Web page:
One of the most exciting parts of moving to a brand new city is meeting brand new people. I know this because I was reminded, oh, about 8 million times by anyone and everyone who found out I was moving to Paris. “Think of how many interesting people you’re going meet!” they would say. “You’re going to make so many wonderful friends!” they’d opine.
My reasonably outgoing self would be in total agreement. But my curmudgeonly 7 year-old alter-ego immediately wanted to respond to these hopeful thoughts with a sharp “I HAVE friends thankyouverymuch, and I don’t want any stupid new ones.” Call me loyal, call me stubborn, call me absolutely terrified about moving to a big lonely foreign city – but I started to tell myself that making new friends was going to be scary! And hard! Waaaaaaah!
That’s usually when the voice of reason would try to intervene.
“Jen, this is reason speaking.”
“You know, reason. The voice of sanity. I’m here to keep you from humiliating yourself and alienating all possible friendly companions?”
“Hmm. Never heard of yah.”
So I set forward promoting a staunch isolationist stance. And very quickly learned it was not going to do me very good. Two weeks in, with no internet and limited human contact during the day, I was starting to go just a wee bit nuts. Talking to strangers and sometimes the walls nuts. I found myself cozying up next to anyone on the metro who seemed to be speaking English. I considered more than once just asking the nice lady at the fromagerie if she wanted to hang out later.
I was desperate for a friend. It didn’t even have to be a particularly good one. I’d take a back-stabbing, husband-stealing, trash-talking one if she would just get a cup of tea with me some afternoon.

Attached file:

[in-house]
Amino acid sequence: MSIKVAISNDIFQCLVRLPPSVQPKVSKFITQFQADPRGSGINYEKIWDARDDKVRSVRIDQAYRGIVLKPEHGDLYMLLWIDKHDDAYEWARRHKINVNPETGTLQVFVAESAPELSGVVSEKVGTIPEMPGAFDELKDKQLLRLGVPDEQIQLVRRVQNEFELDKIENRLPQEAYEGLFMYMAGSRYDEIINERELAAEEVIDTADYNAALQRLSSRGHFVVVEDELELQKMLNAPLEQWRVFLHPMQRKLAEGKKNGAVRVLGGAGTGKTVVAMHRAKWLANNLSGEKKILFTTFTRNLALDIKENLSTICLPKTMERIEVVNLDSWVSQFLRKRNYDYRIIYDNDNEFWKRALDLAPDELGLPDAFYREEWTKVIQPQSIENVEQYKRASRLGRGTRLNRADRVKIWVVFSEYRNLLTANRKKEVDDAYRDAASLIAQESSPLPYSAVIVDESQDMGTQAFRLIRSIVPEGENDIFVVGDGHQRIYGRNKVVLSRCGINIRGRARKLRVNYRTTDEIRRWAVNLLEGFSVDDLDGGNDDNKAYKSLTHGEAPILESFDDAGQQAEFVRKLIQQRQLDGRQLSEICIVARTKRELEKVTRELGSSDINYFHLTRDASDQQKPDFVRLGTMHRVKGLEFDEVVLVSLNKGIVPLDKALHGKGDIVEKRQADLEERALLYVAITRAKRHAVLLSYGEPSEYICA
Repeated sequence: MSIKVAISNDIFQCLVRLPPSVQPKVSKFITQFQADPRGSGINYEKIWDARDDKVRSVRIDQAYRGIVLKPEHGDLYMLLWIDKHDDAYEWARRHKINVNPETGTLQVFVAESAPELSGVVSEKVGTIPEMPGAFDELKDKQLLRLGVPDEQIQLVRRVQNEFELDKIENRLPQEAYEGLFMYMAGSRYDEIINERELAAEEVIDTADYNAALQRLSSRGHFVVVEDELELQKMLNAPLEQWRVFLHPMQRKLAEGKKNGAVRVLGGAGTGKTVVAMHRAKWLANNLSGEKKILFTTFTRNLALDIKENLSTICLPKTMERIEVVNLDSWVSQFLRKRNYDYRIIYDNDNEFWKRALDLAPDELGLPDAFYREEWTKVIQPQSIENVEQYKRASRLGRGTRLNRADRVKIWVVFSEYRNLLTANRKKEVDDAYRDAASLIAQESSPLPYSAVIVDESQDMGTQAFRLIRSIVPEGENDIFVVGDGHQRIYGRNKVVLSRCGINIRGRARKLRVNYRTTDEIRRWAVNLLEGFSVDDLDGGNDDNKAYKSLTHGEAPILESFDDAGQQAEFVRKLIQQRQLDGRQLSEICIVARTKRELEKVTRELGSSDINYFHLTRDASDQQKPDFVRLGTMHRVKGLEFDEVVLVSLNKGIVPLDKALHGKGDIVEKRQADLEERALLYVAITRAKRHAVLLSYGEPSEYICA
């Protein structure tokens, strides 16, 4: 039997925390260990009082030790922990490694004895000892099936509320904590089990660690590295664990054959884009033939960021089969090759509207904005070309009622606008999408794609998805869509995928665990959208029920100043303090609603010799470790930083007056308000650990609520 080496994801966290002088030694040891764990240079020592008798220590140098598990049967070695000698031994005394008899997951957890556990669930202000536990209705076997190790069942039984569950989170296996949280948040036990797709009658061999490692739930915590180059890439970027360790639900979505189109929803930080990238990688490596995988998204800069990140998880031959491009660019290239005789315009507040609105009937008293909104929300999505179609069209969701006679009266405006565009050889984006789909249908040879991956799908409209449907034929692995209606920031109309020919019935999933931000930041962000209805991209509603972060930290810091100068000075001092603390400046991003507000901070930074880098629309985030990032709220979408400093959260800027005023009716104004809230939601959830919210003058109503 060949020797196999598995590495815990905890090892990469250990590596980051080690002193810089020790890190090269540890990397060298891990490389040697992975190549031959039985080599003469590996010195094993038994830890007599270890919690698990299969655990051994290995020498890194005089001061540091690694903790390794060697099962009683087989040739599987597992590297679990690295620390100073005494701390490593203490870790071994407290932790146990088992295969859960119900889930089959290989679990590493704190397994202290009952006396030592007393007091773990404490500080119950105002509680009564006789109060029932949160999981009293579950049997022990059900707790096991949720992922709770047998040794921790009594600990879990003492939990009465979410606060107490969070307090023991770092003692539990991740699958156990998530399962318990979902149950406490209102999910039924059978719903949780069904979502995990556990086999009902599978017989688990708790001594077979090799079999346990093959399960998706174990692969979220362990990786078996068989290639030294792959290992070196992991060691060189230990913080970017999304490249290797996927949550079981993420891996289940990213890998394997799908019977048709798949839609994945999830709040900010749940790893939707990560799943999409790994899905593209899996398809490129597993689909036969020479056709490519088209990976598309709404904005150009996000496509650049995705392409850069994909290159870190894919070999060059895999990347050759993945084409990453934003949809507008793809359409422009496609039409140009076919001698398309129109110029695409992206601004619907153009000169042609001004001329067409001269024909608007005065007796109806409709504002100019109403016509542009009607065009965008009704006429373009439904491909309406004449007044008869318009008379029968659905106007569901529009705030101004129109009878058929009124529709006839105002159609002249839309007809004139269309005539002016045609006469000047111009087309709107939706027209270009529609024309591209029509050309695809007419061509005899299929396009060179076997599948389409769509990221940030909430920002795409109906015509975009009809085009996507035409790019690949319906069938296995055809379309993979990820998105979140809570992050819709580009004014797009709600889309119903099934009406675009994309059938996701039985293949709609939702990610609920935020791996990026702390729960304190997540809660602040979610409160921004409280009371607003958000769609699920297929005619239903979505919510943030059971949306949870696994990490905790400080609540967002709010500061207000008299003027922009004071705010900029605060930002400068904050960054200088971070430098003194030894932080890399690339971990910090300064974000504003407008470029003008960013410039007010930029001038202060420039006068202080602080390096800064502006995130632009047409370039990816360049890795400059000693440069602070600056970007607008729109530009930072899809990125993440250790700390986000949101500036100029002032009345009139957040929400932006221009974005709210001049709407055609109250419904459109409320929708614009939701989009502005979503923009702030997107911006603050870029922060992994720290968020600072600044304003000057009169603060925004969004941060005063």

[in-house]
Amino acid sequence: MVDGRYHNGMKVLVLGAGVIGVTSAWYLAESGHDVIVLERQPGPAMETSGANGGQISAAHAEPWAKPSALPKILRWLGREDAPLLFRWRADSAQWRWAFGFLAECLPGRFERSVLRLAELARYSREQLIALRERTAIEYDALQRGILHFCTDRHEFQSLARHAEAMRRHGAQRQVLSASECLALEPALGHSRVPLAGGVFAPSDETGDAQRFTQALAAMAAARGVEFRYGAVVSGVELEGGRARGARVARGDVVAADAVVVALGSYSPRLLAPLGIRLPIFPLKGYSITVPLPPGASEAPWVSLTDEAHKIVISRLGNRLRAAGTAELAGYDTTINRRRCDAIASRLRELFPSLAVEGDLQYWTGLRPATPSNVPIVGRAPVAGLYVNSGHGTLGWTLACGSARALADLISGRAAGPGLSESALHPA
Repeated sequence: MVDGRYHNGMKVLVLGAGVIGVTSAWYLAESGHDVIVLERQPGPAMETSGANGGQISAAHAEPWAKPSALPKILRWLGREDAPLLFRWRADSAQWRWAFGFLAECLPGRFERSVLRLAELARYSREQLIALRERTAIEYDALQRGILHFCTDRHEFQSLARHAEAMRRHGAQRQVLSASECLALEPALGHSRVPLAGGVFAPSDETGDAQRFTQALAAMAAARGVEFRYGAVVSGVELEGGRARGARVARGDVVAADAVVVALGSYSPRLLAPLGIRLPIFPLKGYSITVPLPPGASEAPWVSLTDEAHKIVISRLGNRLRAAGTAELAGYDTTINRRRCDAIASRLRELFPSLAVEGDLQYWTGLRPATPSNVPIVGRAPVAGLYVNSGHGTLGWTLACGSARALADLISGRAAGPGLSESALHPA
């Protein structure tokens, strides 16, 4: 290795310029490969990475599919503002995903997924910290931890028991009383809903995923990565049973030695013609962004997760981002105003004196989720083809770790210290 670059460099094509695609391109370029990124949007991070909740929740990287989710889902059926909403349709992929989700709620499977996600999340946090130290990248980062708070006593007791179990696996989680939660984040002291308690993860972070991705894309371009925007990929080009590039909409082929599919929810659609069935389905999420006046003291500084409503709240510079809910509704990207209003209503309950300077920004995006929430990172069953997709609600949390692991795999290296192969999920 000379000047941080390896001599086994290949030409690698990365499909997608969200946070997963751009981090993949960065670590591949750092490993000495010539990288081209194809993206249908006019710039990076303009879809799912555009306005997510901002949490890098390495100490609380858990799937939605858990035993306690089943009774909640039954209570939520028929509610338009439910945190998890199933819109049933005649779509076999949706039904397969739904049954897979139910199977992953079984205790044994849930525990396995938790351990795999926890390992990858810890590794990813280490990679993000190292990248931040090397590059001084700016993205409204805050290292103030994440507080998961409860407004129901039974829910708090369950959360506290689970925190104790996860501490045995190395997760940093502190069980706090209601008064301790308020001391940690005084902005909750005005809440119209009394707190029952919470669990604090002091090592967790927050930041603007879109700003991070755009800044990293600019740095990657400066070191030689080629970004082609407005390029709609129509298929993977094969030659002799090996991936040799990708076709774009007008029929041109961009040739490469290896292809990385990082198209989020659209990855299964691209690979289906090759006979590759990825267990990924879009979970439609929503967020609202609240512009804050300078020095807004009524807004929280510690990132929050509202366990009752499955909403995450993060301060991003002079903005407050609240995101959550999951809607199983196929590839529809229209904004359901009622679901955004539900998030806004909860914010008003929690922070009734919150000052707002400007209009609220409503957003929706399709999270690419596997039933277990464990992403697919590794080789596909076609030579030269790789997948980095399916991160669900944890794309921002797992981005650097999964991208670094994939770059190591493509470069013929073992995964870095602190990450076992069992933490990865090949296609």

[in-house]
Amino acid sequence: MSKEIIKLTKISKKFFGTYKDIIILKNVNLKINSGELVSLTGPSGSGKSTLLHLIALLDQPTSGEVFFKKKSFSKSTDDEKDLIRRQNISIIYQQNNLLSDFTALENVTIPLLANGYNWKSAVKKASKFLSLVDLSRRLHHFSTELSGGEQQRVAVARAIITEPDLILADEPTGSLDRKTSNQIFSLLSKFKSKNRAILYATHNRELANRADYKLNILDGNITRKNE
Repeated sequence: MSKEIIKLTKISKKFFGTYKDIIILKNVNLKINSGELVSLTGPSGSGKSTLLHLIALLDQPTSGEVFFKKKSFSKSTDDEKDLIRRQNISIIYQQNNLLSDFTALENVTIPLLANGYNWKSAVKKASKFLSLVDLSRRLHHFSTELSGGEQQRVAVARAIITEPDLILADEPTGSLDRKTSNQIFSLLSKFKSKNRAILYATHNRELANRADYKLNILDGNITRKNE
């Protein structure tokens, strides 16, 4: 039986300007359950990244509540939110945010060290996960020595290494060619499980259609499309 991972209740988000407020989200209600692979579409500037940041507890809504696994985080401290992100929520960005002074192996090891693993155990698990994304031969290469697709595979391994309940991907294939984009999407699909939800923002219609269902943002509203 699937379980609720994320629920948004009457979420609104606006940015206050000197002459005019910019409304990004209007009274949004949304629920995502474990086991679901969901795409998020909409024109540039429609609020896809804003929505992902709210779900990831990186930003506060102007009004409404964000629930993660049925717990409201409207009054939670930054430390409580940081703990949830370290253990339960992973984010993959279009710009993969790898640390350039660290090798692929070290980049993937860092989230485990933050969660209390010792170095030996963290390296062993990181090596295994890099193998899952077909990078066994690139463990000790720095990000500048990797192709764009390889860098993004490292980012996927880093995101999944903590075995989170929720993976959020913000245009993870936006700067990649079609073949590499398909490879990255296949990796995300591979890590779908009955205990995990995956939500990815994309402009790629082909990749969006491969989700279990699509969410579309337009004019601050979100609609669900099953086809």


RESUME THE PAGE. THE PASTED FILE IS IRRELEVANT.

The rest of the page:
Worried about the new imaginary friends I liked to call “croissants” and “champagne,” my loved ones back home flooded my inbox with their foreign contacts, and I started doing the unthinkable: asking total strangers out on blind dates. So you know my sister’s husband’s co-worker’s uncle? AND you have a pulse?! Let’s get dinner. Now.
And most surprisingly, total strangers started calling me. Asking me over for tea. Suggesting we meet up for some shopping. You know, generally being incredibly warm and welcoming human beings. And wonder of wonders, I think I actually might be real friends with some of them now.
I’d like to think it’s my charming personality that invited so much friendliness, but I know it’s more likely that these wonderful people are familiar with the wild-eyed, Will-You-Be-My-Friend panic that hits expats and new kids alike. But instead of closing off from the world in a fit of misguided self-preservation, they stepped forward with an open heart.
Huh. Who’da thought that would work?